Chill Pills and Rabbit Holes
In an attempt to both meet more like-minded people in the city, and convalesce my spirit, I’m putting myself into as many mixers and weekend seminars as possible. These range from industry meet’n’greets, to acting intensives with instructors who propose to be all about reigniting/further blazing your driving fire.
It should be said: I love my agent. Lindsay, with the Bella Agency is my hero.
I think in an actor’s early, inexperienced days, they think having an agent at all is some form of success; then they feel like which particular agency they’re with is a testament to their own success - like being Ash’s Pokemon will fare better for you than belonging to Brock.
The thought is: If you’re with the biggest and best agency, you’ll soon be big as well - simply not the case - more likely, you’ll be collected, ignored, and spaghetti thrown at a wall with dozens of their other clients, waiting to see who sticks to a gig.
In reality, every agent sees the exact same breakdowns - this means that all agents are effectively equal (outside of the occasional backroom deal), and the real caliber of your possible success relies on:
1. How often they submit you
2. Who they submit you along with on their roster
3. Whether the casting director bothers clicking on your headshot thumbnail, letting you in the room.
There are folks who try to switch up their representation when they’re not happy with their career. I’m of the opinion that would be a semi-step backward. Sure, the new agent will send you out a lot, but it’s only to qualify your decision before things settle to their norm again.
My agent champions me - I’m her only guy of my type, and she puts me out for considered opportunities I can actually get. If I’m not getting in the rooms, it’s regrettably because the roles don’t exist for me yet, and the combination of (in my opinion) being too familiar a face; I’m not exciting or stopping them as they scroll past my headshot - I haven’t updated them in years. And my upcoming shoot is with someone considered to be in the top three best of the country. Who you hire is a statement as well. The headshots aren’t just pictures, my friend.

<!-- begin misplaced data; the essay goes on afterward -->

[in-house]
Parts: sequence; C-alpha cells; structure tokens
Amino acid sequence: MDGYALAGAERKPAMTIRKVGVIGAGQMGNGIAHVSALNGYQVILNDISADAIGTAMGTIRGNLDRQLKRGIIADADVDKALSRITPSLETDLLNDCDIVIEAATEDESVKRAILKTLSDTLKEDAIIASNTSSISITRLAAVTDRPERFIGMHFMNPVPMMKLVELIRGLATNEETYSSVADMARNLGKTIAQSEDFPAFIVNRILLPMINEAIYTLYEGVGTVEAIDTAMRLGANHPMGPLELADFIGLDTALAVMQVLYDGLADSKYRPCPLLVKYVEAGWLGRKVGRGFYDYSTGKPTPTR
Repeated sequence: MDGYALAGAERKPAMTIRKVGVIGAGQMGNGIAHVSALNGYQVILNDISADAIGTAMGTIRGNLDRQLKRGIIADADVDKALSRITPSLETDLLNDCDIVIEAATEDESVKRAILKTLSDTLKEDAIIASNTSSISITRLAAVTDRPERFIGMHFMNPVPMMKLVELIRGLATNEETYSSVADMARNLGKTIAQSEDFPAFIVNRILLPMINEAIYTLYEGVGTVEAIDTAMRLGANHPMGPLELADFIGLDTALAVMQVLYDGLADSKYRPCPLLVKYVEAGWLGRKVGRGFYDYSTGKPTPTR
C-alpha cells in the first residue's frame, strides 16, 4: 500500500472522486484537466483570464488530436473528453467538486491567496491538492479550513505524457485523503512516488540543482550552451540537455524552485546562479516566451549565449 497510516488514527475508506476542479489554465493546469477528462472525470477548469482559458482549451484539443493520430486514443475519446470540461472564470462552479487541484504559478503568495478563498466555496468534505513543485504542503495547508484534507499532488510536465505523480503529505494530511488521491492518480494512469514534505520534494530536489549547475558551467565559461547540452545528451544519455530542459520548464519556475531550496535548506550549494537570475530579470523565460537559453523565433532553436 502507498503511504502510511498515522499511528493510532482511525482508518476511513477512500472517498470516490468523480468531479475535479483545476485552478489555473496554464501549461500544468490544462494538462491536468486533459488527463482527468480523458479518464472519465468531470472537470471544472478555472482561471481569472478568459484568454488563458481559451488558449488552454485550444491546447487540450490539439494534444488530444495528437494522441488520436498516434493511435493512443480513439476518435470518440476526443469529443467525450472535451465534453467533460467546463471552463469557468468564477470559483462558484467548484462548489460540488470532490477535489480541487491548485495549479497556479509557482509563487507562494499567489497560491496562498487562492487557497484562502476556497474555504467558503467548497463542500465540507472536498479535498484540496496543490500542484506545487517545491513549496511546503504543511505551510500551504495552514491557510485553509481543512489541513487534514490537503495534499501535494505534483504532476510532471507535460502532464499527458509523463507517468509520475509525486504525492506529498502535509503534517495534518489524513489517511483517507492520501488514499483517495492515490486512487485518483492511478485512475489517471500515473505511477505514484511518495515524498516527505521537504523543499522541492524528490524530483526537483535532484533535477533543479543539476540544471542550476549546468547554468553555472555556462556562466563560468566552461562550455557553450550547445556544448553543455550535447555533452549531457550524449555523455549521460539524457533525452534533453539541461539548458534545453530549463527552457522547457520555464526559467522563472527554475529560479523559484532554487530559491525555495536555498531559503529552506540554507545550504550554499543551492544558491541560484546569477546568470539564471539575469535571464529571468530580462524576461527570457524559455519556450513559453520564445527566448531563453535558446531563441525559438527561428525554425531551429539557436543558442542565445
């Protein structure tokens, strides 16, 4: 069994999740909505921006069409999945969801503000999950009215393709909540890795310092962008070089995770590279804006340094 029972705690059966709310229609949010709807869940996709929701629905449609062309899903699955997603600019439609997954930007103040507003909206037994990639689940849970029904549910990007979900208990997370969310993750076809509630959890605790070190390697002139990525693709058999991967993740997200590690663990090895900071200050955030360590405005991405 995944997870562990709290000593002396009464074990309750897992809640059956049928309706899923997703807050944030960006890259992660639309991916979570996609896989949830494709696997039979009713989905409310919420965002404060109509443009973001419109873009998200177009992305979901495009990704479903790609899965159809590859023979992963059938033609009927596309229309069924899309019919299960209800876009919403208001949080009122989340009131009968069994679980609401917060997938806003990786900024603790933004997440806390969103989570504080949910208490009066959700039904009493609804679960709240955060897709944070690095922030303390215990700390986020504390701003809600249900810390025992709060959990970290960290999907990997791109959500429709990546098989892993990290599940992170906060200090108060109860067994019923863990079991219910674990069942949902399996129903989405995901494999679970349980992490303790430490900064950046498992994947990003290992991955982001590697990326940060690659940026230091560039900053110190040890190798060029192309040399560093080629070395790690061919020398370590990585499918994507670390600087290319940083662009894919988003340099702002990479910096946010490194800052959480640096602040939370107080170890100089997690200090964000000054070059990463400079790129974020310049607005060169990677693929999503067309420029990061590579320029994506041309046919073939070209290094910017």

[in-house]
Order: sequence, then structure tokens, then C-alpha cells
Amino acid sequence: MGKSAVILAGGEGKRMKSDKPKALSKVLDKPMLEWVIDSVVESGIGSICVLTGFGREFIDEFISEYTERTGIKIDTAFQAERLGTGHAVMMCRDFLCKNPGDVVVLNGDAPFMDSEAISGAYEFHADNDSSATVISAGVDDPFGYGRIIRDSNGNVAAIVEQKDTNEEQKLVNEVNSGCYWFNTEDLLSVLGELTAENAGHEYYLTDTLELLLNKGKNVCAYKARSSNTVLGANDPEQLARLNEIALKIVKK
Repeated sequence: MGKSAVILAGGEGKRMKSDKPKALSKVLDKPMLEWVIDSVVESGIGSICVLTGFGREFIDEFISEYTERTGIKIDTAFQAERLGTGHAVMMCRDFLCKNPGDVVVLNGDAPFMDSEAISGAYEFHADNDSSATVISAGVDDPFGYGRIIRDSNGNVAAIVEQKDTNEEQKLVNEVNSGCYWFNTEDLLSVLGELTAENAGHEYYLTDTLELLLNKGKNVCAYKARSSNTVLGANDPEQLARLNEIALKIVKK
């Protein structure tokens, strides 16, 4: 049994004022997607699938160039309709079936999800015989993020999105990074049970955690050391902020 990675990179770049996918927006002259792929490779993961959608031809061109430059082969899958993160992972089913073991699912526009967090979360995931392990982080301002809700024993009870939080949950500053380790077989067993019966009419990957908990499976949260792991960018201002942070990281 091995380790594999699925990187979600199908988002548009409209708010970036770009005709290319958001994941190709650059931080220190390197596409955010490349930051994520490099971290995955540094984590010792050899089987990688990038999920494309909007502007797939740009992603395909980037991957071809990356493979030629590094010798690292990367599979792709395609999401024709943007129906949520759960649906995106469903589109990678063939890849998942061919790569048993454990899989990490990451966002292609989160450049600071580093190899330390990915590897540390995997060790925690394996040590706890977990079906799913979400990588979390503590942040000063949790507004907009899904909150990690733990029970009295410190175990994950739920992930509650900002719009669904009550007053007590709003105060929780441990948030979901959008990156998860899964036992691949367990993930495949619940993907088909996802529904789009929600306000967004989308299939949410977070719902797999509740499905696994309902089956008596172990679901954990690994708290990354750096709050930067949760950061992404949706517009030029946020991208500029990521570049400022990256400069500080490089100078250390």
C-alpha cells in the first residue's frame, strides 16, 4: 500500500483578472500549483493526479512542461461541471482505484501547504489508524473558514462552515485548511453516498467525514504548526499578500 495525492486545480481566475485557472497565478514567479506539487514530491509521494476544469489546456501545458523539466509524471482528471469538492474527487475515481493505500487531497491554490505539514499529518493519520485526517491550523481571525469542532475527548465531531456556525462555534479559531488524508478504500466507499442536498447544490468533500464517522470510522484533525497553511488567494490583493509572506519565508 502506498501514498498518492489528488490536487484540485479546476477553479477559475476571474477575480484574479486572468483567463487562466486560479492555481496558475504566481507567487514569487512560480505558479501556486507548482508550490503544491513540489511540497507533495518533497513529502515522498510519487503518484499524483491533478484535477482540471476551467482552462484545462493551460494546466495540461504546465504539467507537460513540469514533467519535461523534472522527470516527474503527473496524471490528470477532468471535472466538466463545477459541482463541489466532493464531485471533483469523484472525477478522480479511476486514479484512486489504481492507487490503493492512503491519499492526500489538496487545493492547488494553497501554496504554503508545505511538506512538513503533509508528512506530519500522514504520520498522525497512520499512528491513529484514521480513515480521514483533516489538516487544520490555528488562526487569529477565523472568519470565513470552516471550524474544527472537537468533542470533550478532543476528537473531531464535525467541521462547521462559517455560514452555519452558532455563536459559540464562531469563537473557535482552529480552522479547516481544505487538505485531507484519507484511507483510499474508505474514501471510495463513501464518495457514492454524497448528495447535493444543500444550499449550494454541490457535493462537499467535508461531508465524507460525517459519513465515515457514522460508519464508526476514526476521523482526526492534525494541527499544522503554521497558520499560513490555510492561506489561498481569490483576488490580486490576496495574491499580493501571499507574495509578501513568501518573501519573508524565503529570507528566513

Both my agent, and her mentor (who owns the company) have taken a calm, tender approach toward me this year. They were happy to have me back in the country; they sympathize with what I went through, and they paid enough attention to see that my fire was extinguishing - so they pointed me in the right direction to reignite it. I didn’t think I could be any more a fan of the agency until they made extra efforts to nurture me as a human being.
Next month is my new headshot shoot, and this month I’m going to two social industry gatherings. As Paul Rudd remarked in I Love You, Man : “I gotta get some fuckin’ friends.”
In addition to the monthly Raindance industry meet, and the two day intensive I’m doing at the TT Studio, I’d like to start going to Bad Dog (or some equivalent) to participate in improv classes. My only hesitation is that they often feel like beginner classes where you spend most of the time catering to the “Never done anything creative Bay Street” sort, who are only doing the class because of a Groupon. I want to go to a place that holds improv games for experienced people who just want to immediately jump in and play with people at equal experience/talent.
As a matter of principle, I want to go to the One Brave Night event, and support people accepting and growing with mental health.
Most of my talents aren’t hidden (I in fact try to blog about them), so I feel like I’ll just keep myself to the audience. This has been a great year for self improvement. I wish I could attribute it all to CAMH and numerous group meetings, but at the end of the day: Pills, man.
The funny thing about medicating for mental health is you have to choose between one of two major side effects:
1. Wanna have sex? NOPE (your libido will be a thing of the past)
2. Like being thin? KABOOSH! (You gon’ get fat - and if you’re in ketosis? These pills elevate your blood sugar, knock you out of ketosis, and store your fat)
The libido is often effected by antidepressants, and the weight issues will come with antipsychotics. I’m on treatment with the latter (which feels cool, in a weird, and uncool way; being a “psycho”), and they are a Godsend.
I knew the pills were working; I trusted they were doing a good job since most of my unsolicited, positive feedback came from people on the outside of me; and I knew for sure just how much they were working for me when I had to switch brands and be off meds for 2 days.
Holy majoly - it’s like a light switch being flicked that sends you into the Stranger Things upside down - or a snap of fingers that magically soaks your body in water as a cold wind blows past. My states of being are night and day, and I didn’t know just how long I was living a perpetual, manic night until it went away and came back again.
I’m on a brand that won’t magically throw 12 pounds on me in a week (seriously happened). You wouldn’t have known I gained by looking at me, but I was vain enough to keep track of my abs, which in the span of 4 days, went from defined, to looking swollen like a malnourished Nigerian Child’s belly…
I’ve since corrected the meds to a weight neutral variety, and brought my body back to the path it was on before.
It’s all about paths and motivation. Whether it’s exercise, mental health, professional relationships. I feel like I have more direction right now.
Having more direction when you felt like you had none, is as satisfying as being past the halfway mark or seeing your finish. Success can be measured by your present moment just as much as your aspired future.